After all the votes were tabulated this weekend, Student Activities Chair Mike Pernick ’10 soundly defeated Student Budget Committee member and former Wesleyan Democrats President Chris Goy ’09, 65 percent to 31 percent, to secure the spot as the next President of the Wesleyan Student Assembly (WSA).

Saul Carlin ’09, who ran in conjunction with Pernick, won the vice presidency. He beat Peter Lubershane ’10, 71 percent to 23 percent.

In the senior class elections, Ravid Chowdhury ’09 took the title of Senior Class President over Tim Devane ’09. Kenton Atta-Krah ’09, who ran unopposed, was awarded the vice presidency after getting more than the 10 votes necessary for election.

In the race for senior class treasurer, Derek Silverman ’09 eked out a two-vote victory over Joe White ’09, while Jodie Rubenstein ’09 beat Chris Choi ’09 by thirteen votes in the race for class secretary.

President-elect Pernick argues that he won because of his campaign’s focus on the most immediate, pressing issues facing the WSA.

“I think we did so well because our focus was on next year,” he said. “The biggest part of it was that we were very excited to start the job and we’ve talked about reaching out to the student body and turning the WSA into a group that can actually stand up for students, and people responded to that.”

Carlin implied that Goy’s campaign did not focus on topics relevant to the WSA.

“I think we won because we wanted to talk about the issues,” he said. “We made the campaign about the things that were going on around campus rather than the campaign.”

In retrospect, Goy, who registered in the last moments to run, felt that Pernick’s weeks of campaigning gave him a considerable advantage.

“I think Mike and Saul won because they put a tremendous amount of preparation into the campaign,” Goy said. “They had been working on it for a month and they should be proud of that.”

Now that the election is over, however, Pernick and Carlin said they will implement an ambitious new agenda that involves unprecedented outreach to the student body. They are primarily focused on sending WSA representatives to student groups and program houses in order to make such organizations aware that the WSA can lobby on their behalf.

“We want to have a system where group meetings and house meetings can be attended by a WSA representative to give the opportunity for these groups to feel like they are being directly listened to,” Carlin explained. “I think some groups don’t realize we could help them, and some don’t have faith that we could help them.”

Beyond outreach, the WSA’s new executive team hopes to recycle an idea that didn’t work out this year: webcasting WSA meetings regularly for public viewing. Though they know it wouldn’t be the most popular site on-campus, jokingly calling it “Campus C-Span,” the two think that webcasting meetings could be an effective initiative.

“The idea is that someone might stumble across it on Wesleying,” Carlin said. “They might not watch the whole two-and-a-half hours, but it might convince them to come into a meeting.”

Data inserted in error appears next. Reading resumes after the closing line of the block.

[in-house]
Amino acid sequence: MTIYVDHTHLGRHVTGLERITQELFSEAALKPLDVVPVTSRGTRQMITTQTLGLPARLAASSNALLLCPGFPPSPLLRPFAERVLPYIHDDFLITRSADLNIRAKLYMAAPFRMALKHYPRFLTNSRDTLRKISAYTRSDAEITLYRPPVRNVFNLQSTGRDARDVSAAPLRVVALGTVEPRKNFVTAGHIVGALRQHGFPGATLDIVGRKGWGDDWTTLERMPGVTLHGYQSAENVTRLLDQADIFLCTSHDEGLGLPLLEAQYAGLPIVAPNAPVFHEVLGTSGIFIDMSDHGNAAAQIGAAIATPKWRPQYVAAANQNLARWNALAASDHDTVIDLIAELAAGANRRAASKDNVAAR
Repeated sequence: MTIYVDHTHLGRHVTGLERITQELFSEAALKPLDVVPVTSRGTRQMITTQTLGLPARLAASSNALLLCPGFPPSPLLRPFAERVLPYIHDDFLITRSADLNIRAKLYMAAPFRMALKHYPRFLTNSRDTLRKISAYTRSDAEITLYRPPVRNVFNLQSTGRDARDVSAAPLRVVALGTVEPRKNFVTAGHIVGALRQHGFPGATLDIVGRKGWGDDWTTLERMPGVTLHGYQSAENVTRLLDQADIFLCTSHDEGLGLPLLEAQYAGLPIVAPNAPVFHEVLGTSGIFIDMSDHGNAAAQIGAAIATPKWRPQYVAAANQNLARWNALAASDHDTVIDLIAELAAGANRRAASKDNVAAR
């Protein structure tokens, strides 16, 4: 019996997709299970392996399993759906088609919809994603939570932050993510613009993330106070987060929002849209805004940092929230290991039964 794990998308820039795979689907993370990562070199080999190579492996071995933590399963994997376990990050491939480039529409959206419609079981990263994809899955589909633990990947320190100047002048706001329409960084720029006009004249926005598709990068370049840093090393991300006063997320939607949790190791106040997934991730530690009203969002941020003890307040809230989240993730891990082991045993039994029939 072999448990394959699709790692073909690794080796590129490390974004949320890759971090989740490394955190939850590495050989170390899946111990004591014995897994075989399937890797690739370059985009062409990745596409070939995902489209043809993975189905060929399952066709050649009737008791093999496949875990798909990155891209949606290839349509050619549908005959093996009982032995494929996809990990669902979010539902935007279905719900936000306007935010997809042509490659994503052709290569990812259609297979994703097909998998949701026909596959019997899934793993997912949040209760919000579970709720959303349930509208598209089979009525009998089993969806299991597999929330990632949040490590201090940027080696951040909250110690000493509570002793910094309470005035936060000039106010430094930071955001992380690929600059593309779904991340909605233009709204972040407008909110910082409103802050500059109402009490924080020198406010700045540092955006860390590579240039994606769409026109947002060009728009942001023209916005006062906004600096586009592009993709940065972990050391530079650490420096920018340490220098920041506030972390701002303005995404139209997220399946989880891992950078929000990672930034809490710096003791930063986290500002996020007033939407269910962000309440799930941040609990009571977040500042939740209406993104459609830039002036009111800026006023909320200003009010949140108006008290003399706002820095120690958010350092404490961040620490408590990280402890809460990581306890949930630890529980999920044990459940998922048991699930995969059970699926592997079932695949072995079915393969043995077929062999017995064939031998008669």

Students actually seeing how meetings work, Pernick said, could also be important for recruiting potential assembly members.

“Most people run for WSA without having seen a meeting before,” he said.

Pernick has several other ideas up his sleeve. He plans to make it easier to form ad-hoc committees, as well as to let WSA members move more freely across committee lines, which can often be rigid and restricting. Pernick also looks to enforce attendance rules less leniently than they’ve been in the past.

“One thing I’m going to do is enforce attendance rules very strictly,” he said. “If you don’t show up you’re going to get impeached and it’s that simple.”

Finally, Pernick has also been preparing a new, most likely popular idea for campus life next year: a University-run destination that serves liquor.

“One thing we want to do is get a bar on campus,” he said. “I think it would be great to have it in the Daniel Family Commons. It’s near the top of the agenda for the Alcohol and Other Drugs Committee. We’ve already talked to administrators about it.”

Ultimately, Goy agrees that a WSA that is more in touch with the student body is essential. That sort of relationship, he says, might create a campaign atmosphere where candidates and their issues aren’t as unfamiliar to the general public.

“I think Wesleyan and the WSA would benefit tremendously from a student body that paid attention all year instead of during the election cycle,” he said. “There’s a lot of snap judgments made during campaigns that I’ve seen and been a part of at Wesleyan and I think that a WSA that is more engaged with the student body would provide for a much healthier dialogue in future elections.”

As for Pernick, he may very well face another such election next year, but any speculation, he said, is premature.

“Ask me that in a year,” he said. “Let’s see how the first year goes.”

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